EDITORIAL, THE SUN-HERALD;June 6, 2010
IF A dog is a human’s best friend, the reverse, it seems, does not apply.
Of the 69,383 dogs surrendered to the RSPCA in Australia in 2008-09, 31.8 per cent were put down. Of the 66,205 cats handed in during the same period, almost 60 per cent were destroyed.
About 250,000 unwanted animals are destroyed each year, some 60,000 of them in NSW.
How hard can it be to look after our dumb animals? Very hard, sadly.
Dogs, cats and many other domestic pets give great pleasure to people of all ages. They enrich lives, help in the education of the young and in some cases provide practical, vital support.
It should be straightforward enough that humans, such superior beings, ensure animals are treated kindly and intelligently.
But unsuspecting pooches and pusses are not immune from that most human of failings: greed.
While there is a buck to be made in breeding and selling animals for the $5 billion domestic pet market then the appalling accompanying destruction of animals is set to continue.
Laws need to be tightened. Vigilance needs to be redoubled.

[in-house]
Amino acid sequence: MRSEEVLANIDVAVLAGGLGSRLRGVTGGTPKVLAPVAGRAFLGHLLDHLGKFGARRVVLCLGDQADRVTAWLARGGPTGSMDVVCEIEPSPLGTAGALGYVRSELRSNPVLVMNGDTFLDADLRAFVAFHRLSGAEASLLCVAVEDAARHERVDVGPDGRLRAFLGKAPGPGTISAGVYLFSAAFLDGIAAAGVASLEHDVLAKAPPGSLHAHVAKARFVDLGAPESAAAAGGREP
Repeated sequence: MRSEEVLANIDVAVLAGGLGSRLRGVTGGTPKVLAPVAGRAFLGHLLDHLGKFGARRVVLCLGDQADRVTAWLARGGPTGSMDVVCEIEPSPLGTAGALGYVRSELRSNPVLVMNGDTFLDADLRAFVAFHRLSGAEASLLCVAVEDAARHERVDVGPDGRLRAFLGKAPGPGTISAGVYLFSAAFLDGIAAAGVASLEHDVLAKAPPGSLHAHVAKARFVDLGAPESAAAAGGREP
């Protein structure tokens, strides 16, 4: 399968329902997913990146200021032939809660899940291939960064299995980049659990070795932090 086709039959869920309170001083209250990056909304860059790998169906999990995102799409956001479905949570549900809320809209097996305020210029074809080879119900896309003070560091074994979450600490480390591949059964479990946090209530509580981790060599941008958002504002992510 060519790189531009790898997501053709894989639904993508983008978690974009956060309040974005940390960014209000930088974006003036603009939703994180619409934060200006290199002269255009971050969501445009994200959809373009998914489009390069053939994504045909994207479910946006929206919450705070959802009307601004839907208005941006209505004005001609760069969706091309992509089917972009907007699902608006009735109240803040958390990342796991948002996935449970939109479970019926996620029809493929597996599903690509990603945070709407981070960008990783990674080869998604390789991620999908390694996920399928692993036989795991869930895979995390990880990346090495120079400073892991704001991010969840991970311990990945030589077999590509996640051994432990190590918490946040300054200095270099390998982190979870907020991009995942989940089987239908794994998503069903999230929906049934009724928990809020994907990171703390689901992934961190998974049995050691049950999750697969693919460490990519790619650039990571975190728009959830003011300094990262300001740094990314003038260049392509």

The RSPCA, which has issued a discussion paper on the plight of these animals with the laudable aim of triggering much-needed debate, says so-called puppy farmers act within the law.
Cat and dog breeders pump out creatures without the stringent controls so obviously needed to make sure supply doesn’t outstrip demand – as it has been doing with such heartbreaking consequences.
As Australian Veterinary Association president Mark Lawrie said: “No one wants to kill animals.”
Obviously, it is almost a daily chore for a vet to put down diseased or aged animals, but slaughter on the scale prevailing in Australia should disturb even the most hard-hearted “non-animal person”.
Charity towards pets really does begin at home. While cruel, greedy charlatans’ activities must be curbed, pet owners must examine their own circumstances.
It is impossible to quantify, but a contributing factor to pet overpopulation is the shocking practice of hoarding. This is the accumulation by erroneously labelled “animal lovers” of too many pets for the animals’ – and the neighbours’ – good.
The RSPCA and animal liberationists have a common goal: to expose and punish people who ill-treat animals, whether it be for commercial gain or for even more repugnant purposes.
It’s a mighty challenge.
But it is a fight the community and authorities must take on, for the sake of the animals and, importantly, for society’s self-esteem.